An analysis of panel data, conducted by a retrospective two-stage panel design, was chosen to study by Kutney-Lee, Wu, Sloane, & Aiken. This study used data collected from registered nurses in Pennsylvania hospitals in 1999 and 2006, to determine burnout, intent to leave current position, job dissatisfaction, and to classify the quality of a nurse’s work environments (Kutney-Lee, Wu, Sloane, & Aiken, 2013). Outcomes of the survey were compared from the 1999 survey and the 2006 survey of the nurse work environment. The results of the study found that improvements in nurse work environments are associated with decreased rates of nurse burnout, intent to leave, and job dissatisfaction (Kutney-Lee, Wu, Sloane, & Aiken, 2013). According to Kutney-Lee, Wu, Sloane, & Aiken (2013), “Hospitals that improved their nurse work environments witnessed favorable changes in these outcomes over time, while unfavorable changes were found in hospitals where the work environment declined” (p. 199). Nurse staffing levels were significantly associated with the change in rates of burnout. When staffing levels improved, 4% of the nurses had a decrease in burnout (Kutney-Lee, Wu, Sloane, & Aiken, 2013). Investing in nurse work environments may prove to be critically important, cost efficient, and improve the quality of patient care (Kutney-Lee, Wu, Sloane, & Aiken, 2013).

Summary of Evidence

            The studies presented clearly show that the major factors that contribute to nurse retention are effective leadership, the work environment, and adequate staffing levels. Improving the work environment can decrease the stress and the overall wellbeing of staff. The strengths of the articles were the results seemed to show the same results for the top drivers regardless of what methods of study were used.  The weaknesses of the studies may not have looked at all aspects of why nurses choose to leave a company. Ethical issues could be a factor if an organization engages in practices that go against nursing ethics. More unit specific research would be beneficial to explore the differences with the different nurse/patient ratios. Individual coping skills could also play a role in a nurse’s decision to leave a position. Some nurses thrive on the adrenaline rushed fast pacing units and some nurses do better in the lower stressed areas. Some studies also failed to list the actual amount of the turnover rates.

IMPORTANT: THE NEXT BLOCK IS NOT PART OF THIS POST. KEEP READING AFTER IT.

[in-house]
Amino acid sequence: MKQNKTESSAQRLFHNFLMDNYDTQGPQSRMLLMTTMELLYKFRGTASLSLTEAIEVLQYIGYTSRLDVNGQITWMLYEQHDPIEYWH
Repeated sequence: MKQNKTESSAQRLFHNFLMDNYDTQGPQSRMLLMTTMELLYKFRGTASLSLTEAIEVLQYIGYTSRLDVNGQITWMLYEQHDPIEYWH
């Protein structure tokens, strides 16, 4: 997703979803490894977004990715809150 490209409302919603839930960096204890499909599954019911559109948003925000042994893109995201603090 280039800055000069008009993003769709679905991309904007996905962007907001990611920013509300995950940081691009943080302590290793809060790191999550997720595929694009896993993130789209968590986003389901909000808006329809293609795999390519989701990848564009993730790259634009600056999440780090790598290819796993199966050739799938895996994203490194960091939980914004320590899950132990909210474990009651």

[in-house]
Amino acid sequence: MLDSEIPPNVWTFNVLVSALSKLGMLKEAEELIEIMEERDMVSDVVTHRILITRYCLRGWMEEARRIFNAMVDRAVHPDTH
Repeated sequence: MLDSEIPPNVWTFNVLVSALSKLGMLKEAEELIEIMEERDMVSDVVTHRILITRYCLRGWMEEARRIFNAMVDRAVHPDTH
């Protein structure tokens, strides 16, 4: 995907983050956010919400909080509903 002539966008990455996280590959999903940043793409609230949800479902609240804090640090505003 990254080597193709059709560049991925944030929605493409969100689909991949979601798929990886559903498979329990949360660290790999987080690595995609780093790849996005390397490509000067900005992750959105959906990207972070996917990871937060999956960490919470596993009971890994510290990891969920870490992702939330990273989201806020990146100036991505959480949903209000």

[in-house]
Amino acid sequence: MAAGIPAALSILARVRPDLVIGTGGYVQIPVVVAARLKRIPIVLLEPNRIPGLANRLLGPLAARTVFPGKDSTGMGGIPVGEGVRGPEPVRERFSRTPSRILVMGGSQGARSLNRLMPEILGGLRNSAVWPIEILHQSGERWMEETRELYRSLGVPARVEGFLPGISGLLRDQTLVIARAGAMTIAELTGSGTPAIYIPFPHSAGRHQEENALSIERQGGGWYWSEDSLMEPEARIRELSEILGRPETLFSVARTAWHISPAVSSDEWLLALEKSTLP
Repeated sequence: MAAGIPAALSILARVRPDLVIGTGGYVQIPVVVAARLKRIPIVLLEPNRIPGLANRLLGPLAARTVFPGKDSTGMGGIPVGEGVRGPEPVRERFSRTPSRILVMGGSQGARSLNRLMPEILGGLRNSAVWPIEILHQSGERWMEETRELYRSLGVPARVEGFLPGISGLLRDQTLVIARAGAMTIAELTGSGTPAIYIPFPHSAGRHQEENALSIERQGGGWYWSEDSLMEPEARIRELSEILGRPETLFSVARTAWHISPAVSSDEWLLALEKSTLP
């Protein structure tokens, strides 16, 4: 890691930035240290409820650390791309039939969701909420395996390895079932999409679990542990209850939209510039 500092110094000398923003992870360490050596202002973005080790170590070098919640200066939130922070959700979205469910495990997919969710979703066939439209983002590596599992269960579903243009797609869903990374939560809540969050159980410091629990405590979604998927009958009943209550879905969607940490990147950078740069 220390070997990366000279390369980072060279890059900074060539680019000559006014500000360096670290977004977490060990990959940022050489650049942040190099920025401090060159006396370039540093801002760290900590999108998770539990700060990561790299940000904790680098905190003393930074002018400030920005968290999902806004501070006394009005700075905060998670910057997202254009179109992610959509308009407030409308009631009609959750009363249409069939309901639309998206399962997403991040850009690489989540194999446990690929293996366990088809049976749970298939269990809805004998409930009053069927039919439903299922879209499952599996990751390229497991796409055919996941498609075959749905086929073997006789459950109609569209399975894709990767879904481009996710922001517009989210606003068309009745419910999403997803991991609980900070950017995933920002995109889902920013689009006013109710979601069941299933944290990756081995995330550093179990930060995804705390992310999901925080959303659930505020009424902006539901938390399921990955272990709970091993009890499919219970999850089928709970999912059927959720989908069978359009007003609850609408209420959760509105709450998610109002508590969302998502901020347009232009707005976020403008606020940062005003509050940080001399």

The nurse retention issue can pose ethical issues. When a unit is not fully staffed it can pose not only increased stress, but can impact good patient care. Ulrich et al. (2013) states, “Without sufficient staffing it is difficult to meet the ethical standards of professional practice (p. 7). Understaffing is a barrier that keeps nurses from meeting their responsibilities. Today’s healthcare environment is demanding with limited resources. Dealing with ethical issues can be frustrating and can drive nurses away from an organization if nurses feel inadequately prepared to address the issues.